Friday, January 20, 2012

Winter Aconites


I found these winter aconites Eranthis hyemalis just coming into bloom near Wolsingham in Weardale yesterday, amongst trees beside a stream. I've known them from this spot for 35 years and they must have been planted there long before that. I've tried to establish them in my own garden on a few ocasions with no success - maybe they need a little more neglect and some sheep hooves to churn up the soil in winter...



They come from southern Europe but are well naturalised in quite a few places around here. I've seen them in hedgerows in the Tyne valley, near Corbridge.


These early flowers are a little weather-beaten. They are unusual because the structures that look like yellow petals are really coloured sepals and the real petals are reduced to small, rolled-up green tubes that fill with nectar, located within the flower below the stamens - you can see one clearly at the 5 o'clock position in this photo. Hellebores, which are fellow members of the buttercup family, have a similar floral arrangement. Both are early bloomers so I imagine that these 'vases' of nectar have evolved to lure the few pollinators that are around on early spring days, on the lookout for an energy top-up....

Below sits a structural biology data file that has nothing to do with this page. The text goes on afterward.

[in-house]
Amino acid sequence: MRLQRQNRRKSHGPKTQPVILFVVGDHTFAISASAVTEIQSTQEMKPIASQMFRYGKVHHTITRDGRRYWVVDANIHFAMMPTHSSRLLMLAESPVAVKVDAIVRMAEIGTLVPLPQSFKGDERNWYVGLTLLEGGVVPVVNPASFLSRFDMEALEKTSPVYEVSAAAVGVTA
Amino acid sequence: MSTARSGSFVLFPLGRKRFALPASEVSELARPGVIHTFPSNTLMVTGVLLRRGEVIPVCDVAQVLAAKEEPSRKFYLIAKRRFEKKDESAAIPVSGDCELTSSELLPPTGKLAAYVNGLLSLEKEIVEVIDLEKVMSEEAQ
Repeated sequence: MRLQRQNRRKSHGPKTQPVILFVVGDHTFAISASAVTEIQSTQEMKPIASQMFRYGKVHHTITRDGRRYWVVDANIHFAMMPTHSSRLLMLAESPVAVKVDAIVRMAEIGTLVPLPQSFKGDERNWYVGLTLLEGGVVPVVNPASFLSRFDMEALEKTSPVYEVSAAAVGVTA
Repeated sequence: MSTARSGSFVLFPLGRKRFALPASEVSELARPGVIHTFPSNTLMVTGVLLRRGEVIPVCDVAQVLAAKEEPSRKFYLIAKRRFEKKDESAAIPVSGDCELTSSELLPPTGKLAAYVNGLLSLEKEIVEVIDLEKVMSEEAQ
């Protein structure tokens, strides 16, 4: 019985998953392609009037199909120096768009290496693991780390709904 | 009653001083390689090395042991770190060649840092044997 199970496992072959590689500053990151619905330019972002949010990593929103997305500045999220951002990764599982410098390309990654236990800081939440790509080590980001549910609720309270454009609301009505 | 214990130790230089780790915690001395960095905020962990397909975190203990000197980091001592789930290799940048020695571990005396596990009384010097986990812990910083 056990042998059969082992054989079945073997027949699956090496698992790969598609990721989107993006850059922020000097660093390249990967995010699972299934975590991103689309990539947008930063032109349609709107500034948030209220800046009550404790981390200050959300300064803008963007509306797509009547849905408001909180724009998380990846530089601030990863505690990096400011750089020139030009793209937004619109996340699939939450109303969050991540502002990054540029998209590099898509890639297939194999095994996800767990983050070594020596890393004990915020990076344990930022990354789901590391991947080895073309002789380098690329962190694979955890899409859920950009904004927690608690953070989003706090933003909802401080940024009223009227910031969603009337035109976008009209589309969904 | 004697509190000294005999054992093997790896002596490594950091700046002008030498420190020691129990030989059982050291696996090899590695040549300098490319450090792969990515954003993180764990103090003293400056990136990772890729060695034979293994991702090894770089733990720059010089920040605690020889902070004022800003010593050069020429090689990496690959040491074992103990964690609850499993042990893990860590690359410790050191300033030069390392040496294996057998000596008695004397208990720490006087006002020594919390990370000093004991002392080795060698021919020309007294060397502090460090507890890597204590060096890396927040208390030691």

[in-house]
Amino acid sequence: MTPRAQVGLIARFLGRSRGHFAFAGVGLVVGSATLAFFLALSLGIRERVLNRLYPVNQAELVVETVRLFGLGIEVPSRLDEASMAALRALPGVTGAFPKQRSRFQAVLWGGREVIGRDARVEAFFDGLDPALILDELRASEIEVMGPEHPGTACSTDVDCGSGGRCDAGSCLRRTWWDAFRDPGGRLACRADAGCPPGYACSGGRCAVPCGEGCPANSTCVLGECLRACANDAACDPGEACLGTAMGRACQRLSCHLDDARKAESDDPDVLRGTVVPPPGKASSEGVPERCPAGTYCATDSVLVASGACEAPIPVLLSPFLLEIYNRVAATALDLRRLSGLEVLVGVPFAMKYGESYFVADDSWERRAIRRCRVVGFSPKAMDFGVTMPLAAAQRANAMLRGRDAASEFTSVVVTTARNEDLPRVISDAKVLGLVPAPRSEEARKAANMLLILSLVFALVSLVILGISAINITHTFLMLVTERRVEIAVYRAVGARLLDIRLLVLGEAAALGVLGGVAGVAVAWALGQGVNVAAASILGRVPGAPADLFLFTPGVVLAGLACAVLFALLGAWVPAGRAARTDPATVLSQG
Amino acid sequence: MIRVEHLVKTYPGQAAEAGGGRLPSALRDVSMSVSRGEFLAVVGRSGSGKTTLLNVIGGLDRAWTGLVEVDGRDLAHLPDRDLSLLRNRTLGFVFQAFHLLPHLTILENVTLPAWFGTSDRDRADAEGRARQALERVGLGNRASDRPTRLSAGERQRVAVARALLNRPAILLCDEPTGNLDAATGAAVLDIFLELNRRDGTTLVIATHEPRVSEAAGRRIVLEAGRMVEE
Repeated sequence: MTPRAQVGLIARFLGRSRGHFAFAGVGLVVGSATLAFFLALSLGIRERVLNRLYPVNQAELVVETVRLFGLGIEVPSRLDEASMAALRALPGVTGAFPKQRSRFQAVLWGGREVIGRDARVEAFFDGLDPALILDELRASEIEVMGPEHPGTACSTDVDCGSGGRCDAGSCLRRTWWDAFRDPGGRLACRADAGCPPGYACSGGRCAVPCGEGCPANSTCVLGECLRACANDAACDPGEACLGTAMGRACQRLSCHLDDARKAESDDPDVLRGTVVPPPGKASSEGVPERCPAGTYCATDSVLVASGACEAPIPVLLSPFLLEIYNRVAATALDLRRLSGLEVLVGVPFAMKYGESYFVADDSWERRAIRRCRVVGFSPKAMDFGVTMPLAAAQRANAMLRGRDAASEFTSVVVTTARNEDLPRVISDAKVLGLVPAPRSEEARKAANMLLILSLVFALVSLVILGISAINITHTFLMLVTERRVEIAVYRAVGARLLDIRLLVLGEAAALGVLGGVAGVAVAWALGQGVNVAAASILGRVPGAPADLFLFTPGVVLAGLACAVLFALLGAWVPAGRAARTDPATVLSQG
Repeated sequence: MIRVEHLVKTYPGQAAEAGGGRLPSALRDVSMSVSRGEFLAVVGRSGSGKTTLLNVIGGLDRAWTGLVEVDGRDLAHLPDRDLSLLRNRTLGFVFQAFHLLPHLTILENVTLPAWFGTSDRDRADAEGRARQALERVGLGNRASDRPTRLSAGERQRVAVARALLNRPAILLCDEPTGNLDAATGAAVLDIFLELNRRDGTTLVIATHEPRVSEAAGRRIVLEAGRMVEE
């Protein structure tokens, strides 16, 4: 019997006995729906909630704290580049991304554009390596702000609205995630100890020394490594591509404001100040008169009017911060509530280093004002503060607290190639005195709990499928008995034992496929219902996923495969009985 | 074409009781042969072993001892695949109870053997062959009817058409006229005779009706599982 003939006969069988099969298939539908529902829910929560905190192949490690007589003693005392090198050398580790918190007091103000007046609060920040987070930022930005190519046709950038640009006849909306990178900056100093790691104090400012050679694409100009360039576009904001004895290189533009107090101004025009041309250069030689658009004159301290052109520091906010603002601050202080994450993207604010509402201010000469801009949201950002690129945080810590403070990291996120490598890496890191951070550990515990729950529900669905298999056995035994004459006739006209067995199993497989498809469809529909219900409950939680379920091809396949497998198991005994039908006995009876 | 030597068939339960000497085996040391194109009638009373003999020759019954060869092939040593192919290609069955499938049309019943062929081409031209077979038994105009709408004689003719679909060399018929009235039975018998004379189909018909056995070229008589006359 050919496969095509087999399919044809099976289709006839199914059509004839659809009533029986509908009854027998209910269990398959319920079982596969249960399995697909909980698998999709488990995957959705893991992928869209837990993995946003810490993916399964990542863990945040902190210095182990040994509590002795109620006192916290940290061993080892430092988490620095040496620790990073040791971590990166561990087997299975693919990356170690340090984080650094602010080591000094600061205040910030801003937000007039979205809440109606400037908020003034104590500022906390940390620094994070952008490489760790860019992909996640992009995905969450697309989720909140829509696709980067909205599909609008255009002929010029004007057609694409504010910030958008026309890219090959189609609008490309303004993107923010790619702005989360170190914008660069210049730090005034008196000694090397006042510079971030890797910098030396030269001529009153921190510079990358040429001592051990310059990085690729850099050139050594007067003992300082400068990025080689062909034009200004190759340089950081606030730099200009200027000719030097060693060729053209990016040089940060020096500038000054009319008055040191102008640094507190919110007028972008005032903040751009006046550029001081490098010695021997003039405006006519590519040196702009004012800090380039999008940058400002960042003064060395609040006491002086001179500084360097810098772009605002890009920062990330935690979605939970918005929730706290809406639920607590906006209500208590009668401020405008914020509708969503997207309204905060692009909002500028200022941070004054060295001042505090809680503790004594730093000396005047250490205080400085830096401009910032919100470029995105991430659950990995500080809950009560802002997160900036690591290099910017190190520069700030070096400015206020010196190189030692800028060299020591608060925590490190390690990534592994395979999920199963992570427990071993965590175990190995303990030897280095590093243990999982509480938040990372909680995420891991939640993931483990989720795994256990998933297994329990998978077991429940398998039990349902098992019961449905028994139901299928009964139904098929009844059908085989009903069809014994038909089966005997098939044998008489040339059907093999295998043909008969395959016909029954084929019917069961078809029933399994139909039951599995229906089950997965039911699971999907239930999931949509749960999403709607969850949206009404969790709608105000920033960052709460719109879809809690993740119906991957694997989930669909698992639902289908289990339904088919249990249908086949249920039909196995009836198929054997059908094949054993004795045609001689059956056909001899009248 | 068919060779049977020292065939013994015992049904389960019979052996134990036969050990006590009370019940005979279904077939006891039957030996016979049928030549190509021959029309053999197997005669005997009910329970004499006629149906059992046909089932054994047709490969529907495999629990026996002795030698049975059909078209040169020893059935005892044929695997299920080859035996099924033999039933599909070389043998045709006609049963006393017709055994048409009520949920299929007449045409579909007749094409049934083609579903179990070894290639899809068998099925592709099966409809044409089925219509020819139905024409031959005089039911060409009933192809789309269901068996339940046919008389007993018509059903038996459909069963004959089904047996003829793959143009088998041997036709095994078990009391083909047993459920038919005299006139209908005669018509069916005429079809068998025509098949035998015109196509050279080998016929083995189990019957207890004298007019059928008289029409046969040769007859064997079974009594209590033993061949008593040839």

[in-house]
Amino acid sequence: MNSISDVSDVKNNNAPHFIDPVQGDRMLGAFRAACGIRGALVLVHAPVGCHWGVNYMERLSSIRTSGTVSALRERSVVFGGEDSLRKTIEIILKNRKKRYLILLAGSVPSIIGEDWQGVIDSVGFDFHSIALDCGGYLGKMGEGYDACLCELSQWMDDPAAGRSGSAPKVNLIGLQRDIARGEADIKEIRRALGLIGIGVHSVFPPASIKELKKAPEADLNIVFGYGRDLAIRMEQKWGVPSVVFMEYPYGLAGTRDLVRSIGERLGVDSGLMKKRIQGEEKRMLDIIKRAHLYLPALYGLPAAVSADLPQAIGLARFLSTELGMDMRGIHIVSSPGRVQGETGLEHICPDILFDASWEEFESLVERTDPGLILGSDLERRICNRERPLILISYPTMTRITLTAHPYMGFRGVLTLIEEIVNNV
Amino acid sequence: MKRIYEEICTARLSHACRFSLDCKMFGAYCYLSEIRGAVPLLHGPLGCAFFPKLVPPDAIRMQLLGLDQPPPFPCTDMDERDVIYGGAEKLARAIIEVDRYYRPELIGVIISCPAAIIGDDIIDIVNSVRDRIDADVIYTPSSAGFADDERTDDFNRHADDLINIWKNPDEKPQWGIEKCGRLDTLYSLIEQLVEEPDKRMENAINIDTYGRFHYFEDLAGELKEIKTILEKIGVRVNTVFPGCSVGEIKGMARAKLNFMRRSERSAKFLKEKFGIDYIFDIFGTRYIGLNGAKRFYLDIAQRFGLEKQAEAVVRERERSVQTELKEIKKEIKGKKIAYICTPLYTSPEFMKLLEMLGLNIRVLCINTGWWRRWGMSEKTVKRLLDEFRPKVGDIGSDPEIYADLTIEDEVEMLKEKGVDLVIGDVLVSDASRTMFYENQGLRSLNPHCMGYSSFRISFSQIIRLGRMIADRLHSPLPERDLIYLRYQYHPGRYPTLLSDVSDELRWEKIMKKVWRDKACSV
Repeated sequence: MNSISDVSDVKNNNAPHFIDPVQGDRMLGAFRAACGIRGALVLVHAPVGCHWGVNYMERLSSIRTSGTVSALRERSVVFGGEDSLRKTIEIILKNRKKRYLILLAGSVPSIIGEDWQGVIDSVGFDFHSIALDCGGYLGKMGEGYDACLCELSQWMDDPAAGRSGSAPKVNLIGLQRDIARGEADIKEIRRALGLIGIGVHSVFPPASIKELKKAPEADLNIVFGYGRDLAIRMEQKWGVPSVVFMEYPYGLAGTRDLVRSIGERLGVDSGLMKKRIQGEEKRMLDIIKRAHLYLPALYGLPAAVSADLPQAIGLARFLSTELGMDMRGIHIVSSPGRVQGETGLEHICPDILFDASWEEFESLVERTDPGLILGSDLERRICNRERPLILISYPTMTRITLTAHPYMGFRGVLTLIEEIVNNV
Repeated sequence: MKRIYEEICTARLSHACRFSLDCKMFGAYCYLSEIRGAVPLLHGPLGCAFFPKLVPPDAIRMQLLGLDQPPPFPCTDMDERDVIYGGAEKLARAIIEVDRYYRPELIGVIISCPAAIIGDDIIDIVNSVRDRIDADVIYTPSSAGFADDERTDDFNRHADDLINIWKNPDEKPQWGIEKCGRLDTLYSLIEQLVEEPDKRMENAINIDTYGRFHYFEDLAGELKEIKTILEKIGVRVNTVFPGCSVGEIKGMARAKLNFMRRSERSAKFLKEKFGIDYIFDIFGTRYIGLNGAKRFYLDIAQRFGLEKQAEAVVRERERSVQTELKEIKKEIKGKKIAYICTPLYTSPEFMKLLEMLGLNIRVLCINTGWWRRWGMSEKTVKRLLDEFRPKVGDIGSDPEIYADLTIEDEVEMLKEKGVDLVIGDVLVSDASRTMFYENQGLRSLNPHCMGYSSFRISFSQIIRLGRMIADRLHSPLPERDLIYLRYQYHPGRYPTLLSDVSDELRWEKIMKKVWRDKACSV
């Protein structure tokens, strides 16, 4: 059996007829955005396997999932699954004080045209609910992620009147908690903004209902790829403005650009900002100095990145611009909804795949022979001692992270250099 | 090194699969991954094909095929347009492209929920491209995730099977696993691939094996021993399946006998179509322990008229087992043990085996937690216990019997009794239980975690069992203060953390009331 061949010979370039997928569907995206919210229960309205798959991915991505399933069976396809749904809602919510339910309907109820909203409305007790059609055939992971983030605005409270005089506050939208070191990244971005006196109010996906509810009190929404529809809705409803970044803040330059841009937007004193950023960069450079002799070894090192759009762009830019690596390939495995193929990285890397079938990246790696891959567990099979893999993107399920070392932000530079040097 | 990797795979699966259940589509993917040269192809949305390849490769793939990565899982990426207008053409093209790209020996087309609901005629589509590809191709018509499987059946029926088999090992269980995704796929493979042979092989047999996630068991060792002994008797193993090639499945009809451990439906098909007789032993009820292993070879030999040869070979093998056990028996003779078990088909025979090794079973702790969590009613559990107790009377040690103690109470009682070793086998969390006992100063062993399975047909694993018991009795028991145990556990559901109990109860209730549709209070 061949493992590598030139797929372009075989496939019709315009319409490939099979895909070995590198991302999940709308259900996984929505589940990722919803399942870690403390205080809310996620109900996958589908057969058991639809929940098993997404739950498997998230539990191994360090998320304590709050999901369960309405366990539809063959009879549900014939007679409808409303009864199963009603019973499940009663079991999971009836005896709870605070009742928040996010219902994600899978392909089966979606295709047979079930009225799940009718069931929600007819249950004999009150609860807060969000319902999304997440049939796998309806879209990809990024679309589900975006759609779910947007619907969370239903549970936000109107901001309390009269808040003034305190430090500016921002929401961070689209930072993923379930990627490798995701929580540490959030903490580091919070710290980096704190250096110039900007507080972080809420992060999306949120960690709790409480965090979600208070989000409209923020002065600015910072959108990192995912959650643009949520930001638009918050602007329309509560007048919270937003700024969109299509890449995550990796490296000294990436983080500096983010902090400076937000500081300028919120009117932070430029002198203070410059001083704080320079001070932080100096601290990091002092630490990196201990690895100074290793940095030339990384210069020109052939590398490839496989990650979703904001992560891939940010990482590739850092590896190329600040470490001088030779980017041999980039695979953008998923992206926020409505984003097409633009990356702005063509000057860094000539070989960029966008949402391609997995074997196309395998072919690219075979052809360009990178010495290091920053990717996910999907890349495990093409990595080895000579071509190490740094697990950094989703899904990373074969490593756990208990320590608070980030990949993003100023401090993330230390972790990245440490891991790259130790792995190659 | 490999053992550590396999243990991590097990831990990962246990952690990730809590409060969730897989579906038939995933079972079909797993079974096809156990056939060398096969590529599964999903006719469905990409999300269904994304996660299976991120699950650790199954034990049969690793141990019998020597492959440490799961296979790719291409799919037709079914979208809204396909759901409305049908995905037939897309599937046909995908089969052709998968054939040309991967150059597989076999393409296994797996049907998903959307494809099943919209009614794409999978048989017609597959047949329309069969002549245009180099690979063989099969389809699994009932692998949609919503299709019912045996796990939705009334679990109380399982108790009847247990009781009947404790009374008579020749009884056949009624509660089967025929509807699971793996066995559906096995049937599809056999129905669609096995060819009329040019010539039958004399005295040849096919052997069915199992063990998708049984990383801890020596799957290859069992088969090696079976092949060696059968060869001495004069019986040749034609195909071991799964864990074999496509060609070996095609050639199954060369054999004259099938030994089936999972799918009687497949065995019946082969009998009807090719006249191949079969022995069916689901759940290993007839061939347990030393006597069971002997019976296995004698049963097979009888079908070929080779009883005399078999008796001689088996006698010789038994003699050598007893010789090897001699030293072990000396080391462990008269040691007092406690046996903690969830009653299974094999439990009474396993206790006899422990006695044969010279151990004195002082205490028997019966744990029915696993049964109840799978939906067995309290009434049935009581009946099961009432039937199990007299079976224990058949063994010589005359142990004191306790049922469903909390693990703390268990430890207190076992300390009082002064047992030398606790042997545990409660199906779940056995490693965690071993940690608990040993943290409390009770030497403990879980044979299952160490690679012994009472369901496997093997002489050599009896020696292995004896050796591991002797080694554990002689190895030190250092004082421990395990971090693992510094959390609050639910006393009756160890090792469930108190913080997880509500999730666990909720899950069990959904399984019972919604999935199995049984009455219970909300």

8 comments:

  1. A sight for sore eyes! Aconite is used in homeopathy in miniscule quantities.
    Thanks, Phil, for telling me the difference between toads and frogs.

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    1. I think that a lot of plants in the buttercup family contain toxic compounds that can be therapeutic at low concentrations, lotusleaf.

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  2. Seeing these really brighten up a miserable, dull winters day.

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  3. Just what I needed to see today. Gosh it is so miserable weather-wise.

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    1. Dull and wet here too toffeeapple. Looking forward to spring....

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  4. The Winter Acconite don't seem to be showing here yet. Like you I have tried to grow some at home but without success.

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  5. Judging from these, John, they seem to grow best when there isn't much competition from surrounding plants...

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